NOT SO FAST!
Like you, I’m chomping at the bit to go back in history, and while December 17, 2014 was an historic day in opening the doors to this previously forbidden Caribbean island, six months later most of us are still waiting to be able to book our flights.
While I know that restrictions will be lifted, as of today you still have to fall into one of 12 categories to be able to visit.
- You’ll be visiting family
- Official business of the U.S. government, foreign governments, and certain intergovernmental organizations
- You are a journalist (it looks like bloggers can also go)
- Professional research and professional meetings
- Educational purposes
- Religious activities
- Public performances, clinics, workshops, athletic and other competitions, and exhibitions
- To help support the Cuban people
- Humanitarian projects
- Private foundations or research or educational institute’s activities
- Exportation, importation, or transmission of information or information materials
- Certain export transactions that may be considered for authorization under existing regulations and guidelines
If you fit into one of the above categories, you still need to adhere to the U.S. Treasury’s Office of Foreign Assets Control (OFAC) regulations.
As of now there are no commercial airlines flying from the US to Cuba. Arrangements must be made via a charter company. Make sure that your flight includes medical coverage (I know that sounds strange), but charter companies are now providing it bundled with the flights. You’ll need it if you get sick.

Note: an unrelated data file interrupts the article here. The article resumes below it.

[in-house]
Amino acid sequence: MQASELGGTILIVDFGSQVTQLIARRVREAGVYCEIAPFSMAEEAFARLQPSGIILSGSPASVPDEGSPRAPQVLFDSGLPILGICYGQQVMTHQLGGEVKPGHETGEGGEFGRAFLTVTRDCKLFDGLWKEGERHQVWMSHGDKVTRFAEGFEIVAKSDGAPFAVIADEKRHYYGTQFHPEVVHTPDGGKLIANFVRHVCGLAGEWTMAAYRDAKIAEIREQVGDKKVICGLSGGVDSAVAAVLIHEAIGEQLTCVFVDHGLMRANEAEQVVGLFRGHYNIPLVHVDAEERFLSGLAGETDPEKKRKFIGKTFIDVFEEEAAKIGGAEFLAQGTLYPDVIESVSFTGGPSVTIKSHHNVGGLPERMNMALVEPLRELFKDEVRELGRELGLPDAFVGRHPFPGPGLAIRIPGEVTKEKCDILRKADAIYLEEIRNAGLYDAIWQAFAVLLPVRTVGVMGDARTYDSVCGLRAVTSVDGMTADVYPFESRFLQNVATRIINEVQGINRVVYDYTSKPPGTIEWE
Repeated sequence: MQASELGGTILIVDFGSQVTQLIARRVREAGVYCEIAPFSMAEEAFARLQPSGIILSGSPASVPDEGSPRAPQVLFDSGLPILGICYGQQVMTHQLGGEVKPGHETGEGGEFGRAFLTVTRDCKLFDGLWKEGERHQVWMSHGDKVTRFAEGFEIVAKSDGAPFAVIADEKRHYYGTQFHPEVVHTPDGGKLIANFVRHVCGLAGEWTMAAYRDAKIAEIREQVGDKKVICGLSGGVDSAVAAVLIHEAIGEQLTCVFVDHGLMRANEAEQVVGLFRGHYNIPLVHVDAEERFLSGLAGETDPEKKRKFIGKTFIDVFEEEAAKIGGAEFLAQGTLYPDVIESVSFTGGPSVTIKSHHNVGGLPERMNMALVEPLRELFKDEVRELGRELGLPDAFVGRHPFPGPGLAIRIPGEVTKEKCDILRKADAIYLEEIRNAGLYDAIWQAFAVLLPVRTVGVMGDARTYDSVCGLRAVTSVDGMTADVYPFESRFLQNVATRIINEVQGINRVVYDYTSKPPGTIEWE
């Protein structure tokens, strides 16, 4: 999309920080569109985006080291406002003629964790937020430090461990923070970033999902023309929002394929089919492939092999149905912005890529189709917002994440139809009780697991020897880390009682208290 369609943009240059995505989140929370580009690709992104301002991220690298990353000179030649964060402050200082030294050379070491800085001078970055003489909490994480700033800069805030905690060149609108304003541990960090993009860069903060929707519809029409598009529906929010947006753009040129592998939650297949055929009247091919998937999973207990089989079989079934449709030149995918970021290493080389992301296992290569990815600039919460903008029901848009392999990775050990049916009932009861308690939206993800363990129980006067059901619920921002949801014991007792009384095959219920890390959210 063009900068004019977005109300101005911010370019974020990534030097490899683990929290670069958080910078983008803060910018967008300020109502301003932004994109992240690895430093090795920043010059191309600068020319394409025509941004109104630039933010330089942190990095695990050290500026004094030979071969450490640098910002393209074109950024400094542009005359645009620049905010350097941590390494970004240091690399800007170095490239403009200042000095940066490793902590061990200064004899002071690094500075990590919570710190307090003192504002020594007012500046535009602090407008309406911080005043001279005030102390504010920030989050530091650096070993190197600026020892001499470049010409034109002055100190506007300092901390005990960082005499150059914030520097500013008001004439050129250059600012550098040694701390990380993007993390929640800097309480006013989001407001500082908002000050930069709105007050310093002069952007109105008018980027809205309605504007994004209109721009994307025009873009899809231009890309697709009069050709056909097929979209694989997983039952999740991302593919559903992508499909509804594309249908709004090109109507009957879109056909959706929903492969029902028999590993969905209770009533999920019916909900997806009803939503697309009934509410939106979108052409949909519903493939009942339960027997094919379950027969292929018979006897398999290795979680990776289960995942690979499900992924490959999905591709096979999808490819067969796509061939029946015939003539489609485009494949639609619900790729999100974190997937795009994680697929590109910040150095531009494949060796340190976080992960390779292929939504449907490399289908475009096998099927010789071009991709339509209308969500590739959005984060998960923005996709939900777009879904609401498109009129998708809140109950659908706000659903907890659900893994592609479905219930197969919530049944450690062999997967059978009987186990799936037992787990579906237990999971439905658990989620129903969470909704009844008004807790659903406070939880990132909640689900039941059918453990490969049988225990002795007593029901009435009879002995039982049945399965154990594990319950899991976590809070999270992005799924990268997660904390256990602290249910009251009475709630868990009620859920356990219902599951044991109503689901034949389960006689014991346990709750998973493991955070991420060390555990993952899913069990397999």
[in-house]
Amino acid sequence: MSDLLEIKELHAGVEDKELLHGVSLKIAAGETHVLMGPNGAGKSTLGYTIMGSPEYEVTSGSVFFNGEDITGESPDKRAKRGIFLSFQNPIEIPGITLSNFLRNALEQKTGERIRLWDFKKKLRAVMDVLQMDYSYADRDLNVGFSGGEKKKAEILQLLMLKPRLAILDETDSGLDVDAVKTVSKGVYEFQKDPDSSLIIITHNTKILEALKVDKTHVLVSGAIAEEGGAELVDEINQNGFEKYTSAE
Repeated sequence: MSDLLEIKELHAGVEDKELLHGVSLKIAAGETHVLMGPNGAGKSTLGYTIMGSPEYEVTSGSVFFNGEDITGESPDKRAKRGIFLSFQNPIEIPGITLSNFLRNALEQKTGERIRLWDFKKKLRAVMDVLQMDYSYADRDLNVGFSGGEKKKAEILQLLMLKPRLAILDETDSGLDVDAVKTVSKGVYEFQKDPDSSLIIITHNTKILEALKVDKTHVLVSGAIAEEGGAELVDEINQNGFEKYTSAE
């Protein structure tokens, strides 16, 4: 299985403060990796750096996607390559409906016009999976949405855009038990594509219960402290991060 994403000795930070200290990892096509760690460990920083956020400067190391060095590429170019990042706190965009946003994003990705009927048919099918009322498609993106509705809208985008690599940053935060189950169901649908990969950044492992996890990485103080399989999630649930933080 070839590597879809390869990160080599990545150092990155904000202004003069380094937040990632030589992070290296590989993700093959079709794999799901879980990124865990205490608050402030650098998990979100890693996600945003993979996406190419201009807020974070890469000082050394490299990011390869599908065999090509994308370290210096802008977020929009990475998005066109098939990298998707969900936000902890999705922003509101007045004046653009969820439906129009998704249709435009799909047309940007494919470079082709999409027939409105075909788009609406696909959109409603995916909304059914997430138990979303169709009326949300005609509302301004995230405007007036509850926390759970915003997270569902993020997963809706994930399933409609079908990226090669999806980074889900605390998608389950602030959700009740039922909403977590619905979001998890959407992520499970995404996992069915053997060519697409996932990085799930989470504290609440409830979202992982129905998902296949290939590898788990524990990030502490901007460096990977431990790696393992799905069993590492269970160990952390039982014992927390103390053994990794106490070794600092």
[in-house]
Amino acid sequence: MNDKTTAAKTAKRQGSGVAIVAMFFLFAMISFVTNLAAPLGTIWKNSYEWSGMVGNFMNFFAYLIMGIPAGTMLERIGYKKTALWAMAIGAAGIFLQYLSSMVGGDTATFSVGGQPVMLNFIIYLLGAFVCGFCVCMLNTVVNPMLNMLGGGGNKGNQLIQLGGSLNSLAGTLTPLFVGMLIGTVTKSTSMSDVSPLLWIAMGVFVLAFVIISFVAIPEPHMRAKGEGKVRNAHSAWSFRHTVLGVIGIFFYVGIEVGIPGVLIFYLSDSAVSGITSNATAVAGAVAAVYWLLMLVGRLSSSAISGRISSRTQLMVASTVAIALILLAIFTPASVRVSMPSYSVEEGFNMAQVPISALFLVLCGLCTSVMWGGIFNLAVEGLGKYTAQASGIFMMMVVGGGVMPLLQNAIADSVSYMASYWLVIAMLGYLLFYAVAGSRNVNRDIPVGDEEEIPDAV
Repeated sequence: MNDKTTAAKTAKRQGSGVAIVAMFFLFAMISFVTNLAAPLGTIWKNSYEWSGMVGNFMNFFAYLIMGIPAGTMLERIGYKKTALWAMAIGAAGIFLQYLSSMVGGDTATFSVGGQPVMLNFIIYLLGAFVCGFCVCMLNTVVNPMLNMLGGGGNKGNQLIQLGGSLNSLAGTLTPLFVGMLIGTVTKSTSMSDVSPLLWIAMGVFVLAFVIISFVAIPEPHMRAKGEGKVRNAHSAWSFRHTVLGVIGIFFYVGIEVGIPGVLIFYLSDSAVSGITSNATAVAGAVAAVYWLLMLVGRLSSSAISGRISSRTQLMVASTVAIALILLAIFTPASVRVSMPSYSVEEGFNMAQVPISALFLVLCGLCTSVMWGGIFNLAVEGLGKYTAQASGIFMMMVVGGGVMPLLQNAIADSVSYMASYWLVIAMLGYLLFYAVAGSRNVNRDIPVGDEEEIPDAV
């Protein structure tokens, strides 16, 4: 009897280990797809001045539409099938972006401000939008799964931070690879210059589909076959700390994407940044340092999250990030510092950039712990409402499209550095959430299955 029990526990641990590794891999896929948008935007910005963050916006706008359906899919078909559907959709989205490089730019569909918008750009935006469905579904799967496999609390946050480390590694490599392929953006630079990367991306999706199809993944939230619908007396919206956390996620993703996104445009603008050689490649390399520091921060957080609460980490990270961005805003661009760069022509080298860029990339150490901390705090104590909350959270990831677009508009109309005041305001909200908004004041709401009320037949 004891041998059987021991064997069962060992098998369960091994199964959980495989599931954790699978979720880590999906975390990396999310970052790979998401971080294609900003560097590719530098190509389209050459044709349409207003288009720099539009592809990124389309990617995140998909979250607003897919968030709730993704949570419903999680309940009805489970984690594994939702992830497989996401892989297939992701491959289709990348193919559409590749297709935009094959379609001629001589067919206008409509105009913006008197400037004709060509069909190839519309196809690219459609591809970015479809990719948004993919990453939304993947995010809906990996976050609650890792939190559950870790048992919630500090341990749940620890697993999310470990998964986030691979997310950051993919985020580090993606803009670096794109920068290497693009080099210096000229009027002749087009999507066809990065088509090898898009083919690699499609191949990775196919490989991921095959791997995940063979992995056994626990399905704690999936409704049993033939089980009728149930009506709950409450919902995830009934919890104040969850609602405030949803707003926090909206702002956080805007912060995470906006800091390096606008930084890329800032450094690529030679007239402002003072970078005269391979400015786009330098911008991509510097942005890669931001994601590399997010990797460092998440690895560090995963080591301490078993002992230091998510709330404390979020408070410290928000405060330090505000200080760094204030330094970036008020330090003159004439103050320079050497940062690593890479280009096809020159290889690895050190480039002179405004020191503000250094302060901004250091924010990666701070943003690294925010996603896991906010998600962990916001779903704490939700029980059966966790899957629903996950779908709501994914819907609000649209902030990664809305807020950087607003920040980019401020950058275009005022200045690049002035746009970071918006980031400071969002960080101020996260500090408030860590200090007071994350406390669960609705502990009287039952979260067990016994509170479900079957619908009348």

Yes, Cuba was once a resort area and there are still some 8,000 rooms available, but don’t expect four or five star hotel rooms. You’ll be more likely staying with a family via AirBnB or renting just a room in a house or apartment.
Off the grid
Just a 411, as of now you might just leave your cell phone home, as there is no mobile phone service on the island. If you bring your computer, you’ll find very limited internet, and if you DO find a place that has it…expect to PAY A LOT.
You knew there was no fast food or five star restaurants, but did you know that you have only TWO choices when dining out. Your dining will be at either restaurants run by the state or small restaurants that have very recently sprung up in peoples homes.
No credit cards are allowed as of yet, so you need to bring enough cash with you when you go. There are ATM’s in Cuba, but unfortunately your ATM or credit card will NOT work. Most hotels, etc will exchange American dollars into Cuban. BTW: There are TWO different kinds of currency in Cuba, when shopping you’ll need to know the difference.
**** Yes, you can FINALLY buy that Cuban Cigar and bring it back to the states (up to $100 worth)!****